After Ichiro Suzuki grounded into his eighth double play of the season to take some of the oomph out of a two-on, none-out situation in the ninth, Jeremy Reed and Adrian Beltre singled off K-Rod before Raul Ibanez hit a sharp grounder to first base for the game-ending out.
"We were down and kept coming at them," Mariners manager Jim Riggleman said. "You couldn't ask much more than to have Raul up there in that situation. We had some good at-bats against a guy who just tied the record for saves, and it's a tribute to our club to keep working like that."
Rodriguez tied a record Bobby Thigpen set in 1990 when he was with the White Sox.
Ichiro, meanwhile, moved closer to tying a record that has belonged to Willie Keeler for more than a century. The Mariners right fielder triggered the late-inning comeback with a solo home run in the eighth inning, his 191st hit of the season. Nine more and he will join Keeler as the only players in MLB history to begin their careers with eight consecutive 200-hit seasons.
A couple of young California-bred right-handers faced off in the four-game series opener and put on a good show for the not-quite-capacity crowd of 38,205 at Angel Stadium.
Morrow, a 24-year-old from the San Francisco Bay Area, who no-hit the Yankees until there were two outs in the eighth inning in his first Major League start, surrendered his first hit of Thursday night's game in the third inning. And just like at home last Friday night, the hit scored a run.
This time it was a single into right field by Angels left fielder Garret Anderson, scoring center fielder Gary Matthews Jr. from third base. Matthews, playing in place of suspended Torii Hunter, coaxed a full-count walk from Morrow, stole second and scooted to third when catcher Kenji Johjima's sidearm throw to second bounced past shortstop Yuniesky Betancourt for a throwing error.
The Angels, who clinched the AL West title on Wednesday afternoon with help from the Mariners, who beat the Rangers, took a two-run lead in the fourth when Brandon Wood delivered a two-out single into center field to score Juan Rivera from third.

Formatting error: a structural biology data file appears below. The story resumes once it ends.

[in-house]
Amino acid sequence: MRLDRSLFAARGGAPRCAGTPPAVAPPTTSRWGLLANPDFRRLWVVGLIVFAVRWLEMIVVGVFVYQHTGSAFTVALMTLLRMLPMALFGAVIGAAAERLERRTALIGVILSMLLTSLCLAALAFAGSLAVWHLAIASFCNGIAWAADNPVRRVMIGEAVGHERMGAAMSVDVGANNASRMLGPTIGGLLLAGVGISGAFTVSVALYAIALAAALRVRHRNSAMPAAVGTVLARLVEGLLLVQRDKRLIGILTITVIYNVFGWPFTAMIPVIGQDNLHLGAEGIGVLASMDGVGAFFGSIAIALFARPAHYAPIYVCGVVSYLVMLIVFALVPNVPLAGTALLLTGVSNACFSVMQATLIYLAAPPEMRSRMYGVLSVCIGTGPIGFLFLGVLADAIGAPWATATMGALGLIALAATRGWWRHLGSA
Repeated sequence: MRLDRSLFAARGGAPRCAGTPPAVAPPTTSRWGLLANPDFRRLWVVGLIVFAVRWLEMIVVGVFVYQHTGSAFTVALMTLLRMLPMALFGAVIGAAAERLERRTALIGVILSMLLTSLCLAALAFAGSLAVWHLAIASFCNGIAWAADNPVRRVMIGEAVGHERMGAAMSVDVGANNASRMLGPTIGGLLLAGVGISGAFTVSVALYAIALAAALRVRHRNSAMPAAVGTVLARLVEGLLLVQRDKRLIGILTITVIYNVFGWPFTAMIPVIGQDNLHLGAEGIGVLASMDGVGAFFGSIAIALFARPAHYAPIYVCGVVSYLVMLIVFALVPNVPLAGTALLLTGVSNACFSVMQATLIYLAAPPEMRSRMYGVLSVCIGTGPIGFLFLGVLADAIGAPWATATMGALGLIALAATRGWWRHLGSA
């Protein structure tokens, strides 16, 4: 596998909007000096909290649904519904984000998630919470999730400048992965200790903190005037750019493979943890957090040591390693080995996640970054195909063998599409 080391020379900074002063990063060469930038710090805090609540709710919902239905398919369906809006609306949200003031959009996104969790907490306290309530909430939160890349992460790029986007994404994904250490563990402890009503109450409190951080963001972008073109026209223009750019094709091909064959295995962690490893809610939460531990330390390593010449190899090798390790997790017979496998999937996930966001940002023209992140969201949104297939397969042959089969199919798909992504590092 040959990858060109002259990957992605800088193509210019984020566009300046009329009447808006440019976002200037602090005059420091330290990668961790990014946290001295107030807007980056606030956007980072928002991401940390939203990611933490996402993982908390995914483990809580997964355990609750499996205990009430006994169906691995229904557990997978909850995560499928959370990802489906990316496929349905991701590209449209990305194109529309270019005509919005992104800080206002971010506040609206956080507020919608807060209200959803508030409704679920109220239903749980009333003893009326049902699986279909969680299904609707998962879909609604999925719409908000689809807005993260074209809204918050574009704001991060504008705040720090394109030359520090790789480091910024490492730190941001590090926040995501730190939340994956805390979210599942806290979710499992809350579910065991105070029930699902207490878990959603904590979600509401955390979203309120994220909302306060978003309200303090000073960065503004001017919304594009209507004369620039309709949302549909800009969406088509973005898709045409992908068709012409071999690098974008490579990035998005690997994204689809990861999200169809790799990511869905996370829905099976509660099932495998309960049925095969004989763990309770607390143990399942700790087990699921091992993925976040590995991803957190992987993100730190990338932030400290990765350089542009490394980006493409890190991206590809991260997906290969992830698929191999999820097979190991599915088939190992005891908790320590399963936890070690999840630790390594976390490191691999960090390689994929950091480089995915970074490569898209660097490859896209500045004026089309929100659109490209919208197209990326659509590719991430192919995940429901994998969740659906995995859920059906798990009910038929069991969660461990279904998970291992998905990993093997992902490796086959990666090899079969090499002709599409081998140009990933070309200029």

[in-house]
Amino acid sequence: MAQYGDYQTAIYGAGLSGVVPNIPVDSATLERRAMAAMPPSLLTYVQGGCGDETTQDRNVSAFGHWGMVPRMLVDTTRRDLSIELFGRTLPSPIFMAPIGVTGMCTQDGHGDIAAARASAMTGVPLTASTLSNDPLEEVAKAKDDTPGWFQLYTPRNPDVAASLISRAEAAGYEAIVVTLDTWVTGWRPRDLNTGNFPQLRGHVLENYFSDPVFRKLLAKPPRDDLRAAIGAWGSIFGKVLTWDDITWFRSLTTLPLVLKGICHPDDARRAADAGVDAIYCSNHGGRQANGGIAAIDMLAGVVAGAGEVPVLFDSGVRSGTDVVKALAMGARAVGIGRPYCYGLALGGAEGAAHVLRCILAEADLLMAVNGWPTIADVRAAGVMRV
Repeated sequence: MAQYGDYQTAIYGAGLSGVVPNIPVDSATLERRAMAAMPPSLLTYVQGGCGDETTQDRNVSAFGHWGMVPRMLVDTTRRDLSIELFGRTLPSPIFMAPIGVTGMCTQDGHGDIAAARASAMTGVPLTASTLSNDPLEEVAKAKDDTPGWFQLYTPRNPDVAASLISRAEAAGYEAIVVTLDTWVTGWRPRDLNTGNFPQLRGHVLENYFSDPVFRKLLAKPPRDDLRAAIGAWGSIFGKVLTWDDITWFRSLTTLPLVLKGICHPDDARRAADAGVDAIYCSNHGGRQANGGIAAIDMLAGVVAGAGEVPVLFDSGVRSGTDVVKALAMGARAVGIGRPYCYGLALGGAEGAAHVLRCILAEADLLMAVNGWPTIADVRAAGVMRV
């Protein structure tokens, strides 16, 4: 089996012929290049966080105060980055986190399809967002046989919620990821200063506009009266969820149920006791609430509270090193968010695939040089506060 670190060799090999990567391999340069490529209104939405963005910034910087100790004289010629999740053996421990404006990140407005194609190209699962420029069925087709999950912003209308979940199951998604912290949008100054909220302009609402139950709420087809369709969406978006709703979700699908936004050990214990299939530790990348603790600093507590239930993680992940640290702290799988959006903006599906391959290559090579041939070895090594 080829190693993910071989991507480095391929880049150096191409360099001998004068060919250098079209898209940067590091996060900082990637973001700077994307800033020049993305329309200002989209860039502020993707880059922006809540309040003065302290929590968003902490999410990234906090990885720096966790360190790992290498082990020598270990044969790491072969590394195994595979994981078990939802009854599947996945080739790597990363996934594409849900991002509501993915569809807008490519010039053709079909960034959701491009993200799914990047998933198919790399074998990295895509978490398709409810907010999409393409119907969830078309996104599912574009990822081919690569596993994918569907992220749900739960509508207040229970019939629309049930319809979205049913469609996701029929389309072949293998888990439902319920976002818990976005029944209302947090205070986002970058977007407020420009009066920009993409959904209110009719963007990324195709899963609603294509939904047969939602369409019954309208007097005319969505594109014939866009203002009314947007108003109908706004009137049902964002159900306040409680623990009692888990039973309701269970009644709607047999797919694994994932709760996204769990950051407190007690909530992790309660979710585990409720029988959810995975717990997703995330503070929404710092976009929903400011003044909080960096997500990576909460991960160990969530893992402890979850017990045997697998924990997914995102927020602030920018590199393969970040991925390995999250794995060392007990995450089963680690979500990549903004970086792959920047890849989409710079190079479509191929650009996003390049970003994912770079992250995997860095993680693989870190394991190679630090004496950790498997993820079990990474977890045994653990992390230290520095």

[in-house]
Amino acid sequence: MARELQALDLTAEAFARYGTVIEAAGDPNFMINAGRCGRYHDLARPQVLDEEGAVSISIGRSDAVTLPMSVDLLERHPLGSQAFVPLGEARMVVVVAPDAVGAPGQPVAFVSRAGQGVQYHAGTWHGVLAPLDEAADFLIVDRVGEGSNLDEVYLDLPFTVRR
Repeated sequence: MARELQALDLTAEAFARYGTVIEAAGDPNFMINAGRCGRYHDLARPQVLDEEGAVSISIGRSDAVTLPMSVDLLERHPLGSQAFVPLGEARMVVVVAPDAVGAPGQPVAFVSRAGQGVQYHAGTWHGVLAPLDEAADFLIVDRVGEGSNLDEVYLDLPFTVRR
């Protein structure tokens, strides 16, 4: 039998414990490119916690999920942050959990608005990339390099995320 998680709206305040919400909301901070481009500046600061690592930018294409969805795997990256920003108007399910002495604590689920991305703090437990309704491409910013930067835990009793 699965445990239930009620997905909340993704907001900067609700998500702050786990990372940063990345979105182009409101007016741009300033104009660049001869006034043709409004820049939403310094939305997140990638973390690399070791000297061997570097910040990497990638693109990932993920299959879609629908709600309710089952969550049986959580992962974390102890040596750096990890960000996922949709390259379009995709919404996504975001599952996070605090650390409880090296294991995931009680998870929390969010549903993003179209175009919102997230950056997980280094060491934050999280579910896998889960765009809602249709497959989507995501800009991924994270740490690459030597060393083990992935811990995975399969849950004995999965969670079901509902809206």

The inning started with back-to-back singles before Morrow induced Robb Quinlan to bounce into a double play.
Angels starter Jered Weaver, a 25-year-old born in Northridge, east of Los Angeles, surrendered his first hit with one out in the fourth inning -- a solid single to center by Jose Lopez, who was quickly erased on an inning-ending double play.
Morrow departed after five innings and 90 pitches.
"He was OK," Riggleman said. "He had a hard time getting the ball down. Really, it's kind of a statement of just how good he is. He wasn't himself tonight and still held a good club down. I know they had some of their big boys out of the lineup, but Brandon kept us in the ballgame. He gave up a couple of runs and really wasn't locating the ball tonight."
Morrow started out fine, throwing 21 strikes in his first 30 pitches, and retiring the first five batters he faced. But he began losing command of his fastball in the third inning, and struggled a little more with command of his fastball and curveball in the fourth and fifth innings.
"I started falling behind guys," Morrow said, "and it shows how important it is to get ahead in the count. My breaking pitches were about the same as my first start, but I missed with it a couple of times up in the strike zone."
Morrow (2-3) gave himself a passing grade, saying that if he had pitched this kind of game last Friday night in his MLB starting debut, "It would have been [considered] a success. Five innings, two runs, that's about all you can ask. All in all, I thought it was a good outing for it being just my second start."
Among the positives that he took out of the game was getting to work out of the stretch position more than he did against the Yankees in his near no-hitter, and practice on the slide-step move which keeps the runner on first base from getting a good jump.
"It's still a learning process," he said.
Morrow's departure after the fifth inning was good news for the Angels.
Riggleman needed three relievers to make it through the Angels' five-run sixth inning, an uprising that ballooned the Halos' lead to a comfortable seven runs.
Right-hander Sean Green absorbed the brunt of the game-deciding inning, surrendering four of the runs on four hits. He retired one batter.
"I don't know what to tell you," said Riggleman of Green's continuing problems. "We tried to put him in a little softer situation tonight, when were down a couple but still in the game. [Pitching coach] Mel [Stottlemyre] and I thought it was kind of a good spot for him, an important spot, but yet not in the seventh or eighth.
"Nothing can go right for him right now."
A single here, double there, single here and another double ended Green's outing. After coming out of the All-Star break with a 2-2 record and 2.67 ERA, the reliever now has a 4-5 record and a 4.58 ERA.
"He's just struggling right now and nothing to do but keep working at it," Riggleman said.
On a more positive note, right-handed relievers R.A. Dickey and Mark Lowe pitched one perfect inning of relief, keep the Mariners within shouting distance of the division champs.